Another review I wrote for Interzone:
Storm Glass by Maria V. Snyder (MIRA Books, 504pp, £6.99 pb)
Storm Glass is the first volume of a new fantasy trilogy by Maria Snyder. It is set in the same world as an earlier trilogy but some years later, and one of the minor characters from that series now takes centre stage.
Opal Cowan (the only known glass magician in Sitia) has to solve the problem of why the glass orbs used by the stormdancers to trap the energy of storms have started breaking with fatal results. She soon discovers that the orbs have been sabotaged. In the course of this investigation, she becomes involved in two other investigations, one into the smuggling of diamonds into Sitia, the other into the counterfeiting of diamonds. The former investigation proves to be tenuously connected with the people who have been sabotaging the stormdancers’ orbs. As it happens, it is also tenuously connected with a plot to manipulate Opal into releasing one (or more) of the villains from the previous trilogy. Romantic interest is provided by Opal’s relationships with Kade, one of the stormdancers, and Ulrick, a fellow glassmaker (and possibly another glass magician).
This novel will appeal primarily to those readers who like their fantasy action-packed. From the outset Snyder drives the plot forwards at a relentless pace. Not content with action-filled chapters, she heightens tension by habitually splitting scenes across chapter boundaries. (This rapidly becomes irritating, particularly when conversations are split up in this way!)
But if the story is packed with action, the same cannot be said for characterization. Snyder makes matters difficult for herself by writing the entire novel from Opal’s perspective. Of course, this means that it is essential for the reader to sympathize with Opal. Unfortunately she is a self-doubting, self-pitying, self-absorbed, whiny teenager. Since every other character is seen through this unflattering lens, it is hard for the author to make them more than stereotypes. To be fair to Snyder, she does have Opal embark on a process of self-discovery and growing honesty which may bear fruit in later volumes.
Perhaps I could forgive the weak characterization if the world-building were strong enough to compensate. Unfortunately I found the world Snyder has created as unconvincing as most of her characters. There are two nations in her world: Ixia, a former monarchy now run by a military dictatorship, and Sitia, a federation of autonomous clans overseen by a council whose membership is unclear and whose powers are not explained. Magic is an integral part of everyday life in Sitia but, since the revolution, has been forbidden in Ixia. Beyond that there is little to distinguish them, little or no sense of cultural diversity, no indication of ethnic diversity, no variation in language or even in names. Thus Opal can retain her own name but pass for an Ixian simply by donning an Ixian uniform.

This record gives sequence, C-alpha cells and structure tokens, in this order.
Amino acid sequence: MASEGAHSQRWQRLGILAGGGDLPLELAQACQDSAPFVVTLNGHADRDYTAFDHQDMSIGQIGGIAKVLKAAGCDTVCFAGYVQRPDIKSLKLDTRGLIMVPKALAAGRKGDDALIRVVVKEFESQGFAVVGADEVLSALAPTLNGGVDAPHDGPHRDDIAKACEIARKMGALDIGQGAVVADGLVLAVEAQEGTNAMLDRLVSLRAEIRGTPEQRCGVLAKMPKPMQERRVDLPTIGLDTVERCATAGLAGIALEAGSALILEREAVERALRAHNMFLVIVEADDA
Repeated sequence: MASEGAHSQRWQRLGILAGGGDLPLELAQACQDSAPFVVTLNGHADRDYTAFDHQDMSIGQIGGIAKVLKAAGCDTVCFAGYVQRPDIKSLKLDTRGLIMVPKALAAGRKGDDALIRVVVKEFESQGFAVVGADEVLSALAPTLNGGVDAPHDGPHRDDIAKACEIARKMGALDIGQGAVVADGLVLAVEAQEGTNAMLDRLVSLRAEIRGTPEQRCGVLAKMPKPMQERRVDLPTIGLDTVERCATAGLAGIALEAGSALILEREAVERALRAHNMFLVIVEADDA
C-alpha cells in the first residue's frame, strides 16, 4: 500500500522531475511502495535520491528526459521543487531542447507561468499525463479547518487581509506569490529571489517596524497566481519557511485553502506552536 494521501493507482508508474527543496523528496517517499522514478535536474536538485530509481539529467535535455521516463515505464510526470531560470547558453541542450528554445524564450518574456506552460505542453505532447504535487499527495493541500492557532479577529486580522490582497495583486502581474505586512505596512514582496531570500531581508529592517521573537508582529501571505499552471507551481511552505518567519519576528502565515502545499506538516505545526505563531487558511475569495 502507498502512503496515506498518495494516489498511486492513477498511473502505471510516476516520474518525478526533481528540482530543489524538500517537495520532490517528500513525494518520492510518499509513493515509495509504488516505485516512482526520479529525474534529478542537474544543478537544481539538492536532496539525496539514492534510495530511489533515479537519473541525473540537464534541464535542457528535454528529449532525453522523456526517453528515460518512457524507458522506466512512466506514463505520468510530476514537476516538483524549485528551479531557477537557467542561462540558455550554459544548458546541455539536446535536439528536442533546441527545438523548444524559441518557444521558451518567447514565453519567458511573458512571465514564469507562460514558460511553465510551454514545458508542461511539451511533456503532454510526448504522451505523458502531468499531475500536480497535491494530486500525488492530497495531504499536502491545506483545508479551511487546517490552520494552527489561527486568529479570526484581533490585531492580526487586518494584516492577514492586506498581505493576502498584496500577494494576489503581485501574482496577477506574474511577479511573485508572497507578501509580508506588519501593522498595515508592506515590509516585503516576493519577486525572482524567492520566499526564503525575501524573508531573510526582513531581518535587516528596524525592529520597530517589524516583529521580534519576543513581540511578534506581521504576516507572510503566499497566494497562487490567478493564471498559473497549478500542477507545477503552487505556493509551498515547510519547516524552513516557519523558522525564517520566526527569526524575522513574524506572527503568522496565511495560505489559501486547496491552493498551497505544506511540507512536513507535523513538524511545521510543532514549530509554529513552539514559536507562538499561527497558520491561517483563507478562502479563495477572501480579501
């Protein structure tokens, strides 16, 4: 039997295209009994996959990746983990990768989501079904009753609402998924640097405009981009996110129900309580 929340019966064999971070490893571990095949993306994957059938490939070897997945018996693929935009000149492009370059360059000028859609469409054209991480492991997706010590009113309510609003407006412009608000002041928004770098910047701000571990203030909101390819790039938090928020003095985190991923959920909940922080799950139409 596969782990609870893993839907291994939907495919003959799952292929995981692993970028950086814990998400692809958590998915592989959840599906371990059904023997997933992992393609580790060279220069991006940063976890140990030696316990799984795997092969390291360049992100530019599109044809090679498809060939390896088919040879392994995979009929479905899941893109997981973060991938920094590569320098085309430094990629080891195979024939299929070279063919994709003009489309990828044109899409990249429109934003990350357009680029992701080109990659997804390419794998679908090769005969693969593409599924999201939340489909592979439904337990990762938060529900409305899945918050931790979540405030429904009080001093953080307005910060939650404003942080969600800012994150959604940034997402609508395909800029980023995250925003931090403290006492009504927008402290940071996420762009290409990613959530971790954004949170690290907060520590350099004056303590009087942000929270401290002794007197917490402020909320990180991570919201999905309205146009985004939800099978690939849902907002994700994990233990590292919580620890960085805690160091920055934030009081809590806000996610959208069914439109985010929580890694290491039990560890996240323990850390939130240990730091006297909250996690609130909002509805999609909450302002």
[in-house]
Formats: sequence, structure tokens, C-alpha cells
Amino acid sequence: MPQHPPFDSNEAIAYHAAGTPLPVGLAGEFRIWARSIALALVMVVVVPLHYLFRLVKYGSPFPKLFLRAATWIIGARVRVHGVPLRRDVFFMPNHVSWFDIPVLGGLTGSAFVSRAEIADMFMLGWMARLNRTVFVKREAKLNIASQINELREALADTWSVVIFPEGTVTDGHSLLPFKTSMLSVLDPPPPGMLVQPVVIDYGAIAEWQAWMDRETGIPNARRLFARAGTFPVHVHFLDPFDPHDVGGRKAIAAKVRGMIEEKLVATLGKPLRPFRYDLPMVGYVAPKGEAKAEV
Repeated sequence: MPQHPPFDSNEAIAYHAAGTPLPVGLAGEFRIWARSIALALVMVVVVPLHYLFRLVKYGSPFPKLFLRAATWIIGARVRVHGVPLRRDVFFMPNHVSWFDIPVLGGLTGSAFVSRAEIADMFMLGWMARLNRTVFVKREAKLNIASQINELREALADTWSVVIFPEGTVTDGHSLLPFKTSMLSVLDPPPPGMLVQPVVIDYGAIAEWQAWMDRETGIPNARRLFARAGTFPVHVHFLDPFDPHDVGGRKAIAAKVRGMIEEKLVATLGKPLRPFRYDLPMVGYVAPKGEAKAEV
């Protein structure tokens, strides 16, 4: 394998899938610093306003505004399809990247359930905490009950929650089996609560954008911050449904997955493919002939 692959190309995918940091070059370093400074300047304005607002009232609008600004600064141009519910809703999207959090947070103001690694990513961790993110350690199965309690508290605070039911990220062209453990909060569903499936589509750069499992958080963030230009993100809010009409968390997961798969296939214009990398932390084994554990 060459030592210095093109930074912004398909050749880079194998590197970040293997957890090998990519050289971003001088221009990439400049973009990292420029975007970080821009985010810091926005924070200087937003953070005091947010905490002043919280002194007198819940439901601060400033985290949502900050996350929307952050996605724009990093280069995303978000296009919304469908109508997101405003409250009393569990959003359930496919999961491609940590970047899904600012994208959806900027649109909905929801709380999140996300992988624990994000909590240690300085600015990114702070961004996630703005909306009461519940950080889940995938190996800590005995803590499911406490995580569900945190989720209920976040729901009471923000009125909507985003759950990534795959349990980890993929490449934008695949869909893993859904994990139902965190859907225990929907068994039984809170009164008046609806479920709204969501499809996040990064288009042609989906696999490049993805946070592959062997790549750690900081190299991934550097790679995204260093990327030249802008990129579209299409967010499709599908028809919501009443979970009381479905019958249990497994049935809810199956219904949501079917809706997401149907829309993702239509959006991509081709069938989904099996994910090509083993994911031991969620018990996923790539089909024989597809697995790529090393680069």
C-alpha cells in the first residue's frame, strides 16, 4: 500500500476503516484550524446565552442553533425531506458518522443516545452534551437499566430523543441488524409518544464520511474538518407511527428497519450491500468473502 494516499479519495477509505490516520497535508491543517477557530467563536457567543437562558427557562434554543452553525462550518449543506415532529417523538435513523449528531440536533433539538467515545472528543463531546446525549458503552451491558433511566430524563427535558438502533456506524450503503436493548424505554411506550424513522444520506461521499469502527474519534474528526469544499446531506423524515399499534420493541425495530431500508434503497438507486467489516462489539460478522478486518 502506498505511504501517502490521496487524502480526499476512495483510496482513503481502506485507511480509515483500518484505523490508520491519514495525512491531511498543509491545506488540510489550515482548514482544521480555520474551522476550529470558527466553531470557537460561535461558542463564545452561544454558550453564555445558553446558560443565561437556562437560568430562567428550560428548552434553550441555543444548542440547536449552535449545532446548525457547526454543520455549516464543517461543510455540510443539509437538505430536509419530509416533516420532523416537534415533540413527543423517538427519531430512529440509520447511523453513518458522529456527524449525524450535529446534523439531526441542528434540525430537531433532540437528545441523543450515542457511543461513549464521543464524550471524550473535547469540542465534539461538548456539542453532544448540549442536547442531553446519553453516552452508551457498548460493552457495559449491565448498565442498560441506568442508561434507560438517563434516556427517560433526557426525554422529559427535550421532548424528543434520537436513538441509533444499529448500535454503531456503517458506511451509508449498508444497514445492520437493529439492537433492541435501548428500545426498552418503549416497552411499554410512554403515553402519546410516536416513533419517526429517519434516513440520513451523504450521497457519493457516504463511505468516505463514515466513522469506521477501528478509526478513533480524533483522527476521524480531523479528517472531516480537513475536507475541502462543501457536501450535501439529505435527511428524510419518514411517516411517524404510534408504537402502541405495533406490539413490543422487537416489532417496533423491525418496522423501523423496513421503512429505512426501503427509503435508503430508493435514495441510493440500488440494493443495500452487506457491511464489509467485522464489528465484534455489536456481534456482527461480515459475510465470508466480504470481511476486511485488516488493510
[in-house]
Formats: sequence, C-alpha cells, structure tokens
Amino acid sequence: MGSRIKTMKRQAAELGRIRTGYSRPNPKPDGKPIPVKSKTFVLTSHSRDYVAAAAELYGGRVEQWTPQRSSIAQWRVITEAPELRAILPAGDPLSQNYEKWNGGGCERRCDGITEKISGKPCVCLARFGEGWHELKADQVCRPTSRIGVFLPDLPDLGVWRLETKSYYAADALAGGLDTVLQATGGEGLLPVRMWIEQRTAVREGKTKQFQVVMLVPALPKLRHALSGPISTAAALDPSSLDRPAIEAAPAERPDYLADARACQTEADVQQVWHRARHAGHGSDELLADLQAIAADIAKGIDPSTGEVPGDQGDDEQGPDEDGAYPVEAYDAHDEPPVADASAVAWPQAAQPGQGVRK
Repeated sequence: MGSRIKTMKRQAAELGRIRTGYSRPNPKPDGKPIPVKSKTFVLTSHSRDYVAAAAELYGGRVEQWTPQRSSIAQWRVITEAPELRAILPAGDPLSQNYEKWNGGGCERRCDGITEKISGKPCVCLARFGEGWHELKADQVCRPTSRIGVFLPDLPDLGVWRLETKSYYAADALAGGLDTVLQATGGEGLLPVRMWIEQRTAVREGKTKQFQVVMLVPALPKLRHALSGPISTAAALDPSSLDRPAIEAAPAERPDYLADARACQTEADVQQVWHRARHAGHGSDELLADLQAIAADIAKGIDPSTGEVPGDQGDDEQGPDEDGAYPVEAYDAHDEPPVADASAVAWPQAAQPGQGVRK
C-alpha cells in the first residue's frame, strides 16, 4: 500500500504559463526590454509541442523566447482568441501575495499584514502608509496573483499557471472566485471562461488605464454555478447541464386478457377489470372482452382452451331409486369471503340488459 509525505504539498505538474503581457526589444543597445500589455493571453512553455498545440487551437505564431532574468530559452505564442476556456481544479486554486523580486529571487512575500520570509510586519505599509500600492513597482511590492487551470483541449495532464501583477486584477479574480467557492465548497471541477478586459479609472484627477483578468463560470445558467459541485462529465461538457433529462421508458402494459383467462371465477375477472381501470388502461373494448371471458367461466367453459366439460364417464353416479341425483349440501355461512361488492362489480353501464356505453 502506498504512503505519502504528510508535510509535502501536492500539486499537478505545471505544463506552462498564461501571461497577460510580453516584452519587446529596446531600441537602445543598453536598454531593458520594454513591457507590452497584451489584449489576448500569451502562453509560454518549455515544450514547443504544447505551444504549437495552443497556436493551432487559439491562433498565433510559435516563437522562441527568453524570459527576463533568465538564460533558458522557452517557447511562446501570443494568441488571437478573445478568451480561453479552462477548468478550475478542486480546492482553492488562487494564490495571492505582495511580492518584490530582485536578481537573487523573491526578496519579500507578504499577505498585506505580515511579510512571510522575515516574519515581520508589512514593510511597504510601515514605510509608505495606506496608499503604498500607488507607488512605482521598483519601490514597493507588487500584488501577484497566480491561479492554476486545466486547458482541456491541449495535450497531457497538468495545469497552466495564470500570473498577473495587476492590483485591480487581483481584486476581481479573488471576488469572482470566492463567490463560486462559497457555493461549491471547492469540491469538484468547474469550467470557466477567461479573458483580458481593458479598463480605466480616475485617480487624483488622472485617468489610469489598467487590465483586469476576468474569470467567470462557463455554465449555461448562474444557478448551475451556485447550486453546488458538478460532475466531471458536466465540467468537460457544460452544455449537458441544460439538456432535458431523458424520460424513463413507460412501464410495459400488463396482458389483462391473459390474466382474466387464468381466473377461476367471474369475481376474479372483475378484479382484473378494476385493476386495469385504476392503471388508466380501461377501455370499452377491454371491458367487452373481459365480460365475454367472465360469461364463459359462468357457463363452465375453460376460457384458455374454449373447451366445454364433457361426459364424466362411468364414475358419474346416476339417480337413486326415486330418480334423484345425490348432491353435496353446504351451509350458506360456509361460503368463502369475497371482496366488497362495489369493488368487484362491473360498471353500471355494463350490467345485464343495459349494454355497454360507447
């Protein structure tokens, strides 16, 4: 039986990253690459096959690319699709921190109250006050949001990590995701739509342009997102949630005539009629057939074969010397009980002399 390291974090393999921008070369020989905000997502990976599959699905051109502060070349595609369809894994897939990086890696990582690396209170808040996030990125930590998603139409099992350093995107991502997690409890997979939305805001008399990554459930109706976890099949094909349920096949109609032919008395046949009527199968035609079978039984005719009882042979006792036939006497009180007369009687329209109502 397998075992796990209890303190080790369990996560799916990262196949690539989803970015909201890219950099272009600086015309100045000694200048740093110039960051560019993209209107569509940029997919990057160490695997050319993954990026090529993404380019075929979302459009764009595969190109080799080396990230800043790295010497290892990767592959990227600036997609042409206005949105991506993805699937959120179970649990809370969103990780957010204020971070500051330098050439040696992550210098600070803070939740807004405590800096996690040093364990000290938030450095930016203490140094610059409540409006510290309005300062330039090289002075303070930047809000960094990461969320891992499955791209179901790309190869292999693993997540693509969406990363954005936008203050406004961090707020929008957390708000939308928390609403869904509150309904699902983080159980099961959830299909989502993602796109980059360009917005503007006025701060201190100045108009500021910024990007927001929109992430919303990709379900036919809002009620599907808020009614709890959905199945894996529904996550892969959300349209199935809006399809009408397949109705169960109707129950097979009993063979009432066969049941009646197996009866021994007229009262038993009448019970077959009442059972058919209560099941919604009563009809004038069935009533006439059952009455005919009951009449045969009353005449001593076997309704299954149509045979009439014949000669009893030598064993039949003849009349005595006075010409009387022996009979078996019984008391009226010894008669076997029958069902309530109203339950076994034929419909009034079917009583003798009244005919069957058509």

Snyder’s societies appear to be pre-industrial and largely agrarian. Animals are used for transport. Her towns appear to be primarily marketplaces (with some concentrations of craftsmen). Weaponry is resolutely pre-modern. And yet she refers vaguely to factories (driven by energy extracted magically from storms) though there is no indication of what they might produce and why such societies might require industrial production of anything.
Individually, points like this seem trivial. But they add up to a level of inattention to world-building that made it impossible for me to suspend my disbelief long enough to become properly immersed in the story. However, if you are looking for an action-packed fantasy to while away a few hours and are not too concerned with characterization or the weaving of a convincing alternative world, you need look no further than Storm Glass.